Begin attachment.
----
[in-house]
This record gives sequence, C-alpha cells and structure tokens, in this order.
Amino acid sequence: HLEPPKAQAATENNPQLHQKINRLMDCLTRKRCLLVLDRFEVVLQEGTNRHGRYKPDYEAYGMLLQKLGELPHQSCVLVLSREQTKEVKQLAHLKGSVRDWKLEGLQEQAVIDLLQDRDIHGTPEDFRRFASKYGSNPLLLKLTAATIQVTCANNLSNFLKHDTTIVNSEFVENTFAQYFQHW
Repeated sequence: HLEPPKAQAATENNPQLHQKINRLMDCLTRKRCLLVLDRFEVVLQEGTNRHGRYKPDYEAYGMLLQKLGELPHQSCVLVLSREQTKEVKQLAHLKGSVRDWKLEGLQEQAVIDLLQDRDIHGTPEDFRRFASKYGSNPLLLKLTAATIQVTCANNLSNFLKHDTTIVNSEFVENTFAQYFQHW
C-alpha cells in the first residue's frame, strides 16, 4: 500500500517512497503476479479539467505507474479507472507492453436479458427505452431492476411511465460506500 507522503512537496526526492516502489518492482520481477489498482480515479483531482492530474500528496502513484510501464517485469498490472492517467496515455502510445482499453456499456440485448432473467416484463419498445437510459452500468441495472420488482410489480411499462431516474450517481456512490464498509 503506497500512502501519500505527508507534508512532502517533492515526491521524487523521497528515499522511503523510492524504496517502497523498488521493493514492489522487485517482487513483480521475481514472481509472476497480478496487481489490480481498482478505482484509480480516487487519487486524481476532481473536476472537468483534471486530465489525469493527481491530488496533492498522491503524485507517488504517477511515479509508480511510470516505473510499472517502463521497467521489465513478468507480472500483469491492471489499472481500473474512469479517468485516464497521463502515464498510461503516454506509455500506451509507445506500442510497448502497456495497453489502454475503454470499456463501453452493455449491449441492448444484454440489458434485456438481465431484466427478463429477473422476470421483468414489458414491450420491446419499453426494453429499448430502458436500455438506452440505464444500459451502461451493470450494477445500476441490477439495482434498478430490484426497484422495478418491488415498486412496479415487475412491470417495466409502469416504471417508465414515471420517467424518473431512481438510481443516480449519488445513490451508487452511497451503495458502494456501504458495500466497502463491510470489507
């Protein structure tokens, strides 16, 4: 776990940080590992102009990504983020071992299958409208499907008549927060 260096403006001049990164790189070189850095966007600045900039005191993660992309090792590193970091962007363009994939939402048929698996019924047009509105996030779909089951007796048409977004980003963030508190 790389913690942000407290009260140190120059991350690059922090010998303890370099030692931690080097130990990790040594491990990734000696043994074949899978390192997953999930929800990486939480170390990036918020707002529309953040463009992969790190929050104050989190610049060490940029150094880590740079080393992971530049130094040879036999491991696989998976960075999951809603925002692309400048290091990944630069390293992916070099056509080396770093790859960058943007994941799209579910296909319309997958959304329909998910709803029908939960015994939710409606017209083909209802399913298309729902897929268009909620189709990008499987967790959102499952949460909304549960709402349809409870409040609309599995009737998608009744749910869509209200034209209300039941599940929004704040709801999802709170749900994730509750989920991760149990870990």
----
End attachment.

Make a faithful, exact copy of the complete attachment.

[in-house]
This record gives sequence, C-alpha cells and structure tokens, in this order.
Amino acid sequence: HLEPPKAQAATENNPQLHQKINRLMDCLTRKRCLLVLDRFEVVLQEGTNRHGRYKPDYEAYGMLLQKLGELPHQSCVLVLSREQTKEVKQLAHLKGSVRDWKLEGLQEQAVIDLLQDRDIHGTPEDFRRFASKYGSNPLLLKLTAATIQVTCANNLSNFLKHDTTIVNSEFVENTFAQYFQHW
Repeated sequence: HLEPPKAQAATENNPQLHQKINRLMDCLTRKRCLLVLDRFEVVLQEGTNRHGRYKPDYEAYGMLLQKLGELPHQSCVLVLSREQTKEVKQLAHLKGSVRDWKLEGLQEQAVIDLLQDRDIHGTPEDFRRFASKYGSNPLLLKLTAATIQVTCANNLSNFLKHDTTIVNSEFVENTFAQYFQHW
C-alpha cells in the first residue's frame, strides 16, 4: 500500500517512497503476479479539467505507474479507472507492453436479458427505452431492476411511465460506500 507522503512537496526526492516502489518492482520481477489498482480515479483531482492530474500528496502513484510501464517485469498490472492517467496515455502510445482499453456499456440485448432473467416484463419498445437510459452500468441495472420488482410489480411499462431516474450517481456512490464498509 503506497500512502501519500505527508507534508512532502517533492515526491521524487523521497528515499522511503523510492524504496517502497523498488521493493514492489522487485517482487513483480521475481514472481509472476497480478496487481489490480481498482478505482484509480480516487487519487486524481476532481473536476472537468483534471486530465489525469493527481491530488496533492498522491503524485507517488504517477511515479509508480511510470516505473510499472517502463521497467521489465513478468507480472500483469491492471489499472481500473474512469479517468485516464497521463502515464498510461503516454506509455500506451509507445506500442510497448502497456495497453489502454475503454470499456463501453452493455449491449441492448444484454440489458434485456438481465431484466427478463429477473422476470421483468414489458414491450420491446419499453426494453429499448430502458436500455438506452440505464444500459451502461451493470450494477445500476441490477439495482434498478430490484426497484422495478418491488415498486412496479415487475412491470417495466409502469416504471417508465414515471420517467424518473431512481438510481443516480449519488445513490451508487452511497451503495458502494456501504458495500466497502463491510470489507
């Protein structure tokens, strides 16, 4: 776990940080590992102009990504983020071992299958409208499907008549927060 260096403006001049990164790189070189850095966007600045900039005191993660992309090792590193970091962007363009994939939402048929698996019924047009509105996030779909089951007796048409977004980003963030508190 790389913690942000407290009260140190120059991350690059922090010998303890370099030692931690080097130990990790040594491990990734000696043994074949899978390192997953999930929800990486939480170390990036918020707002529309953040463009992969790190929050104050989190610049060490940029150094880590740079080393992971530049130094040879036999491991696989998976960075999951809603925002692309400048290091990944630069390293992916070099056509080396770093790859960058943007994941799209579910296909319309997958959304329909998910709803029908939960015994939710409606017209083909209802399913298309729902897929268009909620189709990008499987967790959102499952949460909304549960709402349809409870409040609309599995009737998608009744749910869509209200034209209300039941599940929004704040709801999802709170749900994730509750989920991760149990870990």